This coupled with corporate greed whereby some trade work is kept at a lower wage expectation on purpose. We are witnessing in many Canadian trades that a slowdown is purposefully being created or foreign labour is being brought in to fill jobs at lower pay grades than otherwise would occur. As mentioned in above posts, there are many qualified people for most trade jobs in Canada. The problem is the work is either contract or low paying, so those with the skills are opting for other options such as self employment such as the plumber in the story. It was noted that he works on his own. This is the only viable option as regulation, fees and taxes for a small operator almost make it impossible to hire an apprentice and pay a living wage. I used to employ three others in my business, however, with paying them decently, I found I couldn’t make any extra money for my effort. Therefore, I now only employ myself and skip most of the administration work required. Further, not all plumbers, electricians throughout the country are charging the rates shown in this article

  29. OK, two jobs mentioned here oil&gas and secretarial. I went to university to get my steam ticket to work in oil&gas but I could not find a job because I had no previous experience. So now I’m paying for my university and driving truck to try and stay ahead of my debts. My wife worked for a company for 5 years and went to college for administration training but she was laid off and now she can’t find an employer who will pay her more than she makes on EI. So the workers with the skills and education are out here but employers have decided they would rather not hire home grown talent.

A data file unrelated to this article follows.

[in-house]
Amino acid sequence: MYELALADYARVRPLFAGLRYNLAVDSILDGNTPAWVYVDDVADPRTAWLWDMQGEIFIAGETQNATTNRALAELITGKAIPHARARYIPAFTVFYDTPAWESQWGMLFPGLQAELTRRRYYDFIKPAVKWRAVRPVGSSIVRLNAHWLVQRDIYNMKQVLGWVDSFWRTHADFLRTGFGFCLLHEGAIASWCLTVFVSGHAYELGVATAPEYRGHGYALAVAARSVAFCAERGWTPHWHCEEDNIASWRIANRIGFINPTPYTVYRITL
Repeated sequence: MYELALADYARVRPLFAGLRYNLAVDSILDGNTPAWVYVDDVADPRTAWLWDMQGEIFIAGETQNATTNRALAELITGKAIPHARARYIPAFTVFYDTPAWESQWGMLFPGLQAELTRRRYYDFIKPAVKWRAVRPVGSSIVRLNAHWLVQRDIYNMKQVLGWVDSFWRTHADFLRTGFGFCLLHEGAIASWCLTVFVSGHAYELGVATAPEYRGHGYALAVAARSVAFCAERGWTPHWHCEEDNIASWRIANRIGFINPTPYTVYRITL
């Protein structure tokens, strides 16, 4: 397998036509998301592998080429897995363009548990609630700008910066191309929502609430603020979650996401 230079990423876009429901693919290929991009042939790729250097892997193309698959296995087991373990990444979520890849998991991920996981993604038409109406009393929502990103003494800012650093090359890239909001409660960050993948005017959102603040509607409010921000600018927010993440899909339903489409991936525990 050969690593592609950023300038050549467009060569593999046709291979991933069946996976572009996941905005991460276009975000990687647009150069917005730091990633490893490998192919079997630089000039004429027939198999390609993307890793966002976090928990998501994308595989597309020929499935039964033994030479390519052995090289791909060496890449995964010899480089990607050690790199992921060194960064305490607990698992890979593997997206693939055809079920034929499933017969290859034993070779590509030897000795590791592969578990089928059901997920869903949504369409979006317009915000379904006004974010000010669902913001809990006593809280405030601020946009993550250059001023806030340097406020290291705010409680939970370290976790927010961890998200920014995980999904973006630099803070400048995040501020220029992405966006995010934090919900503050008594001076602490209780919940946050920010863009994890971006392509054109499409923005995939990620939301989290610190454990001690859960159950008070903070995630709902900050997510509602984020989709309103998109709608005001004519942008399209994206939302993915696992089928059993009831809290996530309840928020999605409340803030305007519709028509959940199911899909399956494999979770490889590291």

30. Employers are all looking to hire experienced workers. None of them, as far as the research I have done, want to hire someone without experience and train them. They are not interested in investing in people. The all mighty dollar or the bottom line is the master in all sectors. At the other extreme, because there is such a shortage of jobs in Ontario at the moment, workers are being hired at minimum wage and are expected to produce more. This is done because so many unemployed persons are in line to get jobs. Persons are easily replaced in many sectors in Ontario. We need to evaluate our economy in accordance to quality of life and not quantity of profits. To employers I say, invest in new workers and train them yourselves to what your needs are in your company. It does not seem like university degrees or college training is working as these institutions are not able to adapt to the demands of skills anyway.

  31. Another piece of bumph based loosely on accepted corporate stupidomics. Propaganda rules!

  32. I am so sick of hearing this stuff, i am 24 years old and i have been a year 1 plumber for 6 years, i have applied more times then i can count to plumbing jobs and 90% of the time i get told, sorry not hiring year ones, i need people with experience.

    and the few jobs i have got last 4 to 10 weeks and then i am layed off.

    Basically Fuck the trades i dont see how i could ever buy a house with a trades job seeing as how every trades job is just a ticking clock counting down to your next lay off.